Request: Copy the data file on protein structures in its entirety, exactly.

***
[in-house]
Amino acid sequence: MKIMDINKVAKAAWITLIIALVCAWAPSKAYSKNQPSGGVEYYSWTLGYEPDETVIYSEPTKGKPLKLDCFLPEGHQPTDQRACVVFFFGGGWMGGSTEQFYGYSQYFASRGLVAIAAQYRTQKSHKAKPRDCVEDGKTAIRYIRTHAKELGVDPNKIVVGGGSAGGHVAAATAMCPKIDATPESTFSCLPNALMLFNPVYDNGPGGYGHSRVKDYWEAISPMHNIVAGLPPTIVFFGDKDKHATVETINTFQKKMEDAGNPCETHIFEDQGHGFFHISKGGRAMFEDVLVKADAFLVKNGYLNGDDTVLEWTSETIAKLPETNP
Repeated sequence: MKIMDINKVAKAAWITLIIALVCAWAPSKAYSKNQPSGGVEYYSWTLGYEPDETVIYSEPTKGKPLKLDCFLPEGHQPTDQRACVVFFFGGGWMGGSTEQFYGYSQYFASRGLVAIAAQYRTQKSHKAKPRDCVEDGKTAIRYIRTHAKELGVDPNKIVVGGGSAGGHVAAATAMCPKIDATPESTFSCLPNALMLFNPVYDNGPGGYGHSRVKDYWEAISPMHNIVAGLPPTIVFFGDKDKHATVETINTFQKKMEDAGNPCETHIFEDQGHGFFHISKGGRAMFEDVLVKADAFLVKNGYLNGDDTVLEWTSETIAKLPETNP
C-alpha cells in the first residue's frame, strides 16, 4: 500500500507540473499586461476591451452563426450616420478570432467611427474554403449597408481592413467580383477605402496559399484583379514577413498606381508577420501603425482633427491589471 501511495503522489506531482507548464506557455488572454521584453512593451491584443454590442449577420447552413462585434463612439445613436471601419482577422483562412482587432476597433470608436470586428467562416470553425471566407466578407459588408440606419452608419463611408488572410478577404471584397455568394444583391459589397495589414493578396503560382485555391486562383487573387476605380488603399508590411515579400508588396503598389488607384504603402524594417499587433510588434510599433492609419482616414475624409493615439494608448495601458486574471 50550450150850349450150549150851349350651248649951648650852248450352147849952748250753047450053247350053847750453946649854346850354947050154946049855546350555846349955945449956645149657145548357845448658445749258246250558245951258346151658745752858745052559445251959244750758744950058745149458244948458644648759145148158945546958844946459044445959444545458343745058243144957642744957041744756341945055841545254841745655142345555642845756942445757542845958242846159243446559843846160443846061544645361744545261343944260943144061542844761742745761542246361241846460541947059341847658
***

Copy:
[in-house]
Amino acid sequence: MKIMDINKVAKAAWITLIIALVCAWAPSKAYSKNQPSGGVEYYSWTLGYEPDETVIYSEPTKGKPLKLDCFLPEGHQPTDQRACVVFFFGGGWMGGSTEQFYGYSQYFASRGLVAIAAQYRTQKSHKAKPRDCVEDGKTAIRYIRTHAKELGVDPNKIVVGGGSAGGHVAAATAMCPKIDATPESTFSCLPNALMLFNPVYDNGPGGYGHSRVKDYWEAISPMHNIVAGLPPTIVFFGDKDKHATVETINTFQKKMEDAGNPCETHIFEDQGHGFFHISKGGRAMFEDVLVKADAFLVKNGYLNGDDTVLEWTSETIAKLPETNP
Repeated sequence: MKIMDINKVAKAAWITLIIALVCAWAPSKAYSKNQPSGGVEYYSWTLGYEPDETVIYSEPTKGKPLKLDCFLPEGHQPTDQRACVVFFFGGGWMGGSTEQFYGYSQYFASRGLVAIAAQYRTQKSHKAKPRDCVEDGKTAIRYIRTHAKELGVDPNKIVVGGGSAGGHVAAATAMCPKIDATPESTFSCLPNALMLFNPVYDNGPGGYGHSRVKDYWEAISPMHNIVAGLPPTIVFFGDKDKHATVETINTFQKKMEDAGNPCETHIFEDQGHGFFHISKGGRAMFEDVLVKADAFLVKNGYLNGDDTVLEWTSETIAKLPETNP
C-alpha cells in the first residue's frame, strides 16, 4: 500500500507540473499586461476591451452563426450616420478570432467611427474554403449597408481592413467580383477605402496559399484583379514577413498606381508577420501603425482633427491589471 501511495503522489506531482507548464506557455488572454521584453512593451491584443454590442449577420447552413462585434463612439445613436471601419482577422483562412482587432476597433470608436470586428467562416470553425471566407466578407459588408440606419452608419463611408488572410478577404471584397455568394444583391459589397495589414493578396503560382485555391486562383487573387476605380488603399508590411515579400508588396503598389488607384504603402524594417499587433510588434510599433492609419482616414475624409493615439494608448495601458486574471 50550450150850349450150549150851349350651248649951648650852248450352147849952748250753047450053247350053847750453946649854346850354947050154946049855546350555846349955945449956645149657145548357845448658445749258246250558245951258346151658745752858745052559445251959244750758744950058745149458244948458644648759145148158945546958844946459044445959444545458343745058243144957642744957041744756341945055841545254841745655142345555642845756942445757542845958242846159243446559843846160443846061544645361744545261343944260943144061542844761742745761542246361241846460541947059341847658